1st Aug 2017
Crimes and civil infractions are typically charged at either the municipal, city, or state level depending on their severity. When a crime spans state lines, involves substantial amounts of money, or is caused by specific actions, the charges are automatically filed at the federal level. Whether a crime is charged at the federal or state level has significant impact on the sentence an offender may receive, the repercussions on his or her future, and the options the offender has for dismissing or mitigating the charges against them.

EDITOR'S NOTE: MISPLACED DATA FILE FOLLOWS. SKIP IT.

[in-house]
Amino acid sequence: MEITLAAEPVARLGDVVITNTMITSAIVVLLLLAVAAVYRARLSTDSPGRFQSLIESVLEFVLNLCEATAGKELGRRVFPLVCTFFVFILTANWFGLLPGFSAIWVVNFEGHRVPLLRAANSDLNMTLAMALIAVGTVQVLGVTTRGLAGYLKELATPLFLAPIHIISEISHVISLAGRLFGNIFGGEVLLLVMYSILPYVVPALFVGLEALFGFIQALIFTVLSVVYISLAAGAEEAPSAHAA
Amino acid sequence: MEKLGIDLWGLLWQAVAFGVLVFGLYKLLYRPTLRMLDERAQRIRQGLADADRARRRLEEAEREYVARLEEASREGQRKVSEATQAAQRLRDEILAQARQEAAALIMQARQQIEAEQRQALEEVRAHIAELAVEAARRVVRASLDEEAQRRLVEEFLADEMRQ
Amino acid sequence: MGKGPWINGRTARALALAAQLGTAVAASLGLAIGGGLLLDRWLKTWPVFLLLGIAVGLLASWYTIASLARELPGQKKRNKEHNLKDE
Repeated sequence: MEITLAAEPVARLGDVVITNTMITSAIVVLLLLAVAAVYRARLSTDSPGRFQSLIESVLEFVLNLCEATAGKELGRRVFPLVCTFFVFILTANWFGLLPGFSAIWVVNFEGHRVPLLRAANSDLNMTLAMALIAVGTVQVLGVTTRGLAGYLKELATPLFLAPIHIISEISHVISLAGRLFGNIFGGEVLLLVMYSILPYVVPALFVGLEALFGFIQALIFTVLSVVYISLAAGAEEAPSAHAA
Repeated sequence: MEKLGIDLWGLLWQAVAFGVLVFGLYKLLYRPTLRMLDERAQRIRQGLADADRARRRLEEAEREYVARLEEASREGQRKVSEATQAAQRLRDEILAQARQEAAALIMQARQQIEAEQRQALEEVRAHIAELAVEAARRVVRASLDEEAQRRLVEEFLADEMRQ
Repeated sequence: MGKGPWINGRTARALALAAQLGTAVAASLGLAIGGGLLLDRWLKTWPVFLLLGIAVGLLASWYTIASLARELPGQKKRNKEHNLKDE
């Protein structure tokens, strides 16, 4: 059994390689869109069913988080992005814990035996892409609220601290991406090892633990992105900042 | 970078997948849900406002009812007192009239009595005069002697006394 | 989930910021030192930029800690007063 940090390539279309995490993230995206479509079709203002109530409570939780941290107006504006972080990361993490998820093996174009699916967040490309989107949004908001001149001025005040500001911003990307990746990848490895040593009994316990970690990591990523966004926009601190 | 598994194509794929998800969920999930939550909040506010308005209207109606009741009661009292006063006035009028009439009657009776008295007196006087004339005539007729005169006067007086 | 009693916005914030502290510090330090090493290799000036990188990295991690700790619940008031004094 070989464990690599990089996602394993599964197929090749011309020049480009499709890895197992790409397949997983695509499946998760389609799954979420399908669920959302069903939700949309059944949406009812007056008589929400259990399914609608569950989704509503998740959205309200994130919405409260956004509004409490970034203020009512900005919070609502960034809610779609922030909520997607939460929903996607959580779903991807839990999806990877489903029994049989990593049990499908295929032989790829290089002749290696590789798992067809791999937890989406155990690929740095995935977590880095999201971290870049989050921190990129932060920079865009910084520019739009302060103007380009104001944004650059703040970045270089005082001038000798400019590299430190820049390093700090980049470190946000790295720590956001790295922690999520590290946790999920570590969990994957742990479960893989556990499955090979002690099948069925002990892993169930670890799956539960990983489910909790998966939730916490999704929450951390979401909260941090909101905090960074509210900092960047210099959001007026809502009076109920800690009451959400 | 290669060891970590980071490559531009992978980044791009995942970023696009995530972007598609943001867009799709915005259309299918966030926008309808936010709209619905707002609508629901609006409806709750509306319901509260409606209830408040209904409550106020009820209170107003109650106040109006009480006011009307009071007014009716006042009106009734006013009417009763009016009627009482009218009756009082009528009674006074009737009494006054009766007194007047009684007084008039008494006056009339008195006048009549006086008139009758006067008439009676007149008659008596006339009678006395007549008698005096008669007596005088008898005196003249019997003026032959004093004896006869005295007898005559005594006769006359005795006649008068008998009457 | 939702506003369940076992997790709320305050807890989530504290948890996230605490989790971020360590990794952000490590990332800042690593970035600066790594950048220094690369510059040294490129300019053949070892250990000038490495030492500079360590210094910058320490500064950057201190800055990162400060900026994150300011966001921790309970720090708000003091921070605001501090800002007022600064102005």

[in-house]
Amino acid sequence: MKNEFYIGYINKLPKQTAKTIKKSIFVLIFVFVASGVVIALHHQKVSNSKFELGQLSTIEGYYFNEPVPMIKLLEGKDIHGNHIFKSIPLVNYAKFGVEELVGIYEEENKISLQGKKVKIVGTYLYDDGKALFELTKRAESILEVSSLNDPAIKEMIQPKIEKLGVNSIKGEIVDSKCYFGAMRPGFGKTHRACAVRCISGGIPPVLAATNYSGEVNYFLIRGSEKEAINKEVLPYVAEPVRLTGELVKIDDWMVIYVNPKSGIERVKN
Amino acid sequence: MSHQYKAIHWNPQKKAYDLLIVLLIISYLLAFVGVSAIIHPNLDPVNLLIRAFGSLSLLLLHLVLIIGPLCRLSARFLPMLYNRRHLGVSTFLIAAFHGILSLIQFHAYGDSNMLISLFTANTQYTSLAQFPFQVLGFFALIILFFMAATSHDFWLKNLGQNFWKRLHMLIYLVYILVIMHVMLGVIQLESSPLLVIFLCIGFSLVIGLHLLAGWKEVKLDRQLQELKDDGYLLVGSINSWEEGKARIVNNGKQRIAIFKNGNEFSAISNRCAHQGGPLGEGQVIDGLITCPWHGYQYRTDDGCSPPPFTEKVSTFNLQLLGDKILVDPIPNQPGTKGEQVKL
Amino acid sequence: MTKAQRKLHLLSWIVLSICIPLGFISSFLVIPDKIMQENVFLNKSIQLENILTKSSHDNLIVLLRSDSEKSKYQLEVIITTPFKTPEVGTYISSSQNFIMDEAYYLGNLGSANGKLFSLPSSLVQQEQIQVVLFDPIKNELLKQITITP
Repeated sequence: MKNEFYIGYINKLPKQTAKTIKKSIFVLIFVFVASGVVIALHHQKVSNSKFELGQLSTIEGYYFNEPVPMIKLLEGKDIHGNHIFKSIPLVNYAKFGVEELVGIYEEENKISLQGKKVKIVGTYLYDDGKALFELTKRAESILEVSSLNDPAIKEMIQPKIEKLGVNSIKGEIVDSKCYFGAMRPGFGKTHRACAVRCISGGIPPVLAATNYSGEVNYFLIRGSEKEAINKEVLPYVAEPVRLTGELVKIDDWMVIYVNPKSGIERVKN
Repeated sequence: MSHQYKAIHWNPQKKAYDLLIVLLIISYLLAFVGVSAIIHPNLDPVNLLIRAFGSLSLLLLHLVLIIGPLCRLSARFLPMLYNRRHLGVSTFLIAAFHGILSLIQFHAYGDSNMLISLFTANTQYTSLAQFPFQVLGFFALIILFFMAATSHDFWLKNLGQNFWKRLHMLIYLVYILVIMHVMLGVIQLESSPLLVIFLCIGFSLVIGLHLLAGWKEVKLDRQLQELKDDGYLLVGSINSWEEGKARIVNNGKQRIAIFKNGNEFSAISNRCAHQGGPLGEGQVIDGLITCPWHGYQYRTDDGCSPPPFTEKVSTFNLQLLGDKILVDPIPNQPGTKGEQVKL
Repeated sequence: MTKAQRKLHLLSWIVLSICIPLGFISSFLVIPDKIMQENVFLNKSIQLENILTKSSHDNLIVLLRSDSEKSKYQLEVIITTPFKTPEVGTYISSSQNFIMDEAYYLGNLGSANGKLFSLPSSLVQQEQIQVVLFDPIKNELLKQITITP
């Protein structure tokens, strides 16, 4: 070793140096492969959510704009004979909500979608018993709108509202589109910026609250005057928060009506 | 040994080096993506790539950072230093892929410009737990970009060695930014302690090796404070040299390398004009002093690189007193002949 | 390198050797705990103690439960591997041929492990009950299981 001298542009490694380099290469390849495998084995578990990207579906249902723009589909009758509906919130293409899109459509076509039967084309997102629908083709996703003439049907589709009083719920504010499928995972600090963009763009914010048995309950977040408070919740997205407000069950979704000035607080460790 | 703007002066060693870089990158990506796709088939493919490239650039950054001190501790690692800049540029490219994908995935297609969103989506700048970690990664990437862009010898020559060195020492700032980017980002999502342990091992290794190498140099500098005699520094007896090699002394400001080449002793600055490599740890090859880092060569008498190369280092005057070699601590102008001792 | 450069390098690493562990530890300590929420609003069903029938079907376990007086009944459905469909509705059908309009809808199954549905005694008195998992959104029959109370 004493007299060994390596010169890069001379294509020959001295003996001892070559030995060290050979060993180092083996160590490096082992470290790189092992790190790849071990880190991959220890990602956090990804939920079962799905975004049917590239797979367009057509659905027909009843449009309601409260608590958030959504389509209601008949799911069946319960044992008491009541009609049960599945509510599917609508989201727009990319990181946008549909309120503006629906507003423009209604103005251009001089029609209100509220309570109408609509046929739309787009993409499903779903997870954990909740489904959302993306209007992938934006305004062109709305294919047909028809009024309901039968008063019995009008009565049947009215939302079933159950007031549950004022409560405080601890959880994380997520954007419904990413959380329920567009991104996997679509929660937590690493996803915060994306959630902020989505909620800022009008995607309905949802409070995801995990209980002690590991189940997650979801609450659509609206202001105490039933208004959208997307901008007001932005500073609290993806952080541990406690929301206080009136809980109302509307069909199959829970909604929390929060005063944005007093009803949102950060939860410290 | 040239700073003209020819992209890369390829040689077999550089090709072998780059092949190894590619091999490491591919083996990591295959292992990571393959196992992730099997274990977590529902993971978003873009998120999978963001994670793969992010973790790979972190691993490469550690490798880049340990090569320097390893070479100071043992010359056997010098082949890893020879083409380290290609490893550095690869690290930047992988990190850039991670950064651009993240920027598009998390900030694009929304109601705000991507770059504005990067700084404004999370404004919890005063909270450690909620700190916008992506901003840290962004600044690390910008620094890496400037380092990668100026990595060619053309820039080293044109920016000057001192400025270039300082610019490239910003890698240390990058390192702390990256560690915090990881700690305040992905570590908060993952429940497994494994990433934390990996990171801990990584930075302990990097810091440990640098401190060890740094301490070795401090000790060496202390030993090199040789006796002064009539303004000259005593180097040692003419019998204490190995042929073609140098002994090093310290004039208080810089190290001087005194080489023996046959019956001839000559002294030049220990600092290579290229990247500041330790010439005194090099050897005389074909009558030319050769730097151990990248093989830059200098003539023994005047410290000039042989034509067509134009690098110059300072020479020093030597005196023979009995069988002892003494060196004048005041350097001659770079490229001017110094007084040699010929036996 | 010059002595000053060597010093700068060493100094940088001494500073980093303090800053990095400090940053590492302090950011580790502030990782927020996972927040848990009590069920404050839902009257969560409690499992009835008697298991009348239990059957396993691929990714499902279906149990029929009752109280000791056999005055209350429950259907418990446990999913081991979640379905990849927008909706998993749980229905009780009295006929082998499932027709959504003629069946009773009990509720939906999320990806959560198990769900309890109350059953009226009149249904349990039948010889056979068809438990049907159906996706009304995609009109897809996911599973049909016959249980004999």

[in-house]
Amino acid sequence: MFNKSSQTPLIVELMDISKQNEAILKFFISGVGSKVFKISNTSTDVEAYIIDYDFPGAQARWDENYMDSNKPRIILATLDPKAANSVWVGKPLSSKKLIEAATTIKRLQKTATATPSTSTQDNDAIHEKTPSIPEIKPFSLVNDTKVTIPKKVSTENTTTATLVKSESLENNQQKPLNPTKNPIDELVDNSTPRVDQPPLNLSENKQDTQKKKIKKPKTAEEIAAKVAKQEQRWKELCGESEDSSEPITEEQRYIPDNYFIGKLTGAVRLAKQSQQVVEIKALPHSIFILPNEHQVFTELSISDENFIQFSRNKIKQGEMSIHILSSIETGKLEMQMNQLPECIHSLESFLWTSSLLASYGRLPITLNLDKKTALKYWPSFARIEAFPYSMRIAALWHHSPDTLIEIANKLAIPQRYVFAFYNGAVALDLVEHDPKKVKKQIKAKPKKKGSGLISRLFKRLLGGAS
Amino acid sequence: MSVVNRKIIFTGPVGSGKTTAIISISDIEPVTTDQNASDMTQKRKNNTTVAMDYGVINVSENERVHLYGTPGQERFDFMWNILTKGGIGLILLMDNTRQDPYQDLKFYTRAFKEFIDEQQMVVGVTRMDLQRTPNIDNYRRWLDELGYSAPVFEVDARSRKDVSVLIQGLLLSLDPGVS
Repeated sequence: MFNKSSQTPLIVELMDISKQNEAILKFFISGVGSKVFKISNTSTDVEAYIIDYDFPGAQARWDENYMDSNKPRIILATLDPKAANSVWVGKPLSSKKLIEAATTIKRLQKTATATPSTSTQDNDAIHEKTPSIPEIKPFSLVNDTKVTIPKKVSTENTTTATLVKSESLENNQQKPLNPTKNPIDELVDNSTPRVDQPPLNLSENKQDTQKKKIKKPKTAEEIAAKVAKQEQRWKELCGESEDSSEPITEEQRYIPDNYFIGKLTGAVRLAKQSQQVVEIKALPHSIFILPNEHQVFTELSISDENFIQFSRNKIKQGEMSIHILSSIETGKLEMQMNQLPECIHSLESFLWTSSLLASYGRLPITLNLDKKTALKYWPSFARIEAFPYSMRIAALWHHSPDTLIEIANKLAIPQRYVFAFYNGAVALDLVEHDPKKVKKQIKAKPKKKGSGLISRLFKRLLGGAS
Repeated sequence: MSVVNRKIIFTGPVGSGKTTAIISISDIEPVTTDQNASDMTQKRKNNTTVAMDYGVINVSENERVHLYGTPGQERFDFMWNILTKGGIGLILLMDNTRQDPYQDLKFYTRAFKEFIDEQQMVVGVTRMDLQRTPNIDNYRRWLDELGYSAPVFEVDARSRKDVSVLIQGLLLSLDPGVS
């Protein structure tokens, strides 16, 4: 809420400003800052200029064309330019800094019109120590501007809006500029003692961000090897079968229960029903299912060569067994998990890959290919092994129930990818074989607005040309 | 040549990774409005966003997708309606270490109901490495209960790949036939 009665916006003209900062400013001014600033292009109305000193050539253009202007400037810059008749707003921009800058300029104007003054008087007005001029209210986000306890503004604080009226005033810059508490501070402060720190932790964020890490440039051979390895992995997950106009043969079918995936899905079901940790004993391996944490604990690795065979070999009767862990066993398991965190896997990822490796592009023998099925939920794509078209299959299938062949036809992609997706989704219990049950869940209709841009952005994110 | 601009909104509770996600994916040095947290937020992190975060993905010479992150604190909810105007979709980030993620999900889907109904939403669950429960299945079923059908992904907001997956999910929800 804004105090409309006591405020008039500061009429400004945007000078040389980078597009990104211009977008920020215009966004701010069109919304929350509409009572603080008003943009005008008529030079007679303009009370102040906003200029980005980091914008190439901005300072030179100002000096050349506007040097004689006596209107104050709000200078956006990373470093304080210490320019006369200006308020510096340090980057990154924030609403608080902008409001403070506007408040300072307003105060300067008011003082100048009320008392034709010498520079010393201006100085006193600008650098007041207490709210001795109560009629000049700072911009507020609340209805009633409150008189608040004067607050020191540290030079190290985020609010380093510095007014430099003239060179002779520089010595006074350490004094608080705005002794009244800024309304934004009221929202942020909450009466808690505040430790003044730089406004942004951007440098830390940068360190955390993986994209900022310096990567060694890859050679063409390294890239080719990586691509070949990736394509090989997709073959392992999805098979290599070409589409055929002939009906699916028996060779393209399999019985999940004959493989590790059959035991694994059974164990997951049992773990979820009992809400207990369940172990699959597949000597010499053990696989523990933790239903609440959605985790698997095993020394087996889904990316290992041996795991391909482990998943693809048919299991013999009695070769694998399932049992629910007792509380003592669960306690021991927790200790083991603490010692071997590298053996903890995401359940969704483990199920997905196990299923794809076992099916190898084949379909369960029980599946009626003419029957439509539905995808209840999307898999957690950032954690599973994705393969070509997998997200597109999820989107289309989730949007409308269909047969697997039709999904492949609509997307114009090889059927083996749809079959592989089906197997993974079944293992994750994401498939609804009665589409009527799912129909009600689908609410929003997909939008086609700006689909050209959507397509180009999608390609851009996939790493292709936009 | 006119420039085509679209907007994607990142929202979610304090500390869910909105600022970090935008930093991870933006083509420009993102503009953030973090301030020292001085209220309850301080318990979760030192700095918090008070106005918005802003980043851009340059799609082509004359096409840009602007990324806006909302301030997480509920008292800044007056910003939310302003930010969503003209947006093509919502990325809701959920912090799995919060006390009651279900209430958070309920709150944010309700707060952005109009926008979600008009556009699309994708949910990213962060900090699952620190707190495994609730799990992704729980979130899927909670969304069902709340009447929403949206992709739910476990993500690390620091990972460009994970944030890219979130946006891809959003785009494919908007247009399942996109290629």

What Makes a Crime a “Federal Crime”?
Federal crimes are the most serious criminal offenses that one can be charged with. A federal indictment leads to involvement of the best prosecutors, investigators, and resources that can be difficult to combat without the requisite federal criminal defense charges experience. Federal crimes may include:
- Drug trafficking
- Mail fraud
- Identity offenses
- RICO violations
- Child pornography possession or distribution
- Tax evasion
- Money laundering
- Bank fraud
Essentially any crime that spans state lines, is committed over telephonic communications (such as the internet), or occurred on federal lands will be charged at the federal level. Some crimes may be tried at both the state and federal level depending on the nature and circumstances of the crime.